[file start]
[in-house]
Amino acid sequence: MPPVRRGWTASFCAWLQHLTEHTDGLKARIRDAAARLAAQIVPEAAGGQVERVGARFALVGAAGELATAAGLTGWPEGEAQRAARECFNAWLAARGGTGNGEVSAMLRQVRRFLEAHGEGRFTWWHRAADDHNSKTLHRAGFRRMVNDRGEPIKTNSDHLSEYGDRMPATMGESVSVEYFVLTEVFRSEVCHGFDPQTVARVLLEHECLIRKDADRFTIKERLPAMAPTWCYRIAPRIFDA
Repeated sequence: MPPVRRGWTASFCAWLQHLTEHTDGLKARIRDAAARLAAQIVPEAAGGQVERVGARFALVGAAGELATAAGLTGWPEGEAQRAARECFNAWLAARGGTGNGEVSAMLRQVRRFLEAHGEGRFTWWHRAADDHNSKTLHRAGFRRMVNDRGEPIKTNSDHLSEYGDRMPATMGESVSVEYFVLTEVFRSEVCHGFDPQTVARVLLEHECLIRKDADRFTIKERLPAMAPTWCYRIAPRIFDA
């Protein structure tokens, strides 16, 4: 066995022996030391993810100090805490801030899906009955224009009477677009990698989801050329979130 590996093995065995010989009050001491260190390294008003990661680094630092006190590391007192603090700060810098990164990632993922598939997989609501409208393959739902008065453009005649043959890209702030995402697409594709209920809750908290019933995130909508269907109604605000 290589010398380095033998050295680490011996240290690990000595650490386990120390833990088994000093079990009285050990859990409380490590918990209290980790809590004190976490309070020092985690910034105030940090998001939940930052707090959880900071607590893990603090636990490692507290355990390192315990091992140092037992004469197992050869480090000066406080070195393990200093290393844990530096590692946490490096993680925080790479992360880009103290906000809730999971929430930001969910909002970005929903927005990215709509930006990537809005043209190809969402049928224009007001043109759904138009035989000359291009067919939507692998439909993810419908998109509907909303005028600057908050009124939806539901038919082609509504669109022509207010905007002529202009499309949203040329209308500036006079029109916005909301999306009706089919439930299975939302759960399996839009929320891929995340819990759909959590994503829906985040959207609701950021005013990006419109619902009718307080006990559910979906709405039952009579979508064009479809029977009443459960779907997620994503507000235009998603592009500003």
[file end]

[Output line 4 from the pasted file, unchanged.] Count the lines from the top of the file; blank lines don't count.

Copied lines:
């Protein structure tokens, strides 16, 4: 066995022996030391993810100090805490801030899906009955224009009477677009990698989801050329979130 590996093995065995010989009050001491260190390294008003990661680094630092006190590391007192603090700060810098990164990632993922598939997989609501409208393959739902008065453009005649043959890209702030995402697409594709209920809750908290019933995130909508269907109604605000 290589010398380095033998050295680490011996240290690990000595650490386990120390833990088994000093079990009285050990859990409380490590918990209290980790809590004190976490309070020092985690910034105030940090998001939940930052707090959880900071607590893990603090636990490692507290355990390192315990091992140092037992004469197992050869480090000066406080070195393990200093290393844990530096590692946490490096993680925080790479992360880009103290906000809730999971929430930001969910909002970005929903927005990215709509930006990537809005043209190809969402049928224009007001043109759904138009035989000359291009067919939507692998439909993810419908998109509907909303005028600057908050009124939806539901038919082609509504669109022509207010905007002529202009499309949203040329209308500036006079029109916005909301999306009706089919439930299975939302759960399996839009929320891929995340819990759909959590994503829906985040959207609701950021005013990006419109619902009718307080006990559910979906709405039952009579979508064009479809029977009443459960779907997620994503507000235009998603592009500003």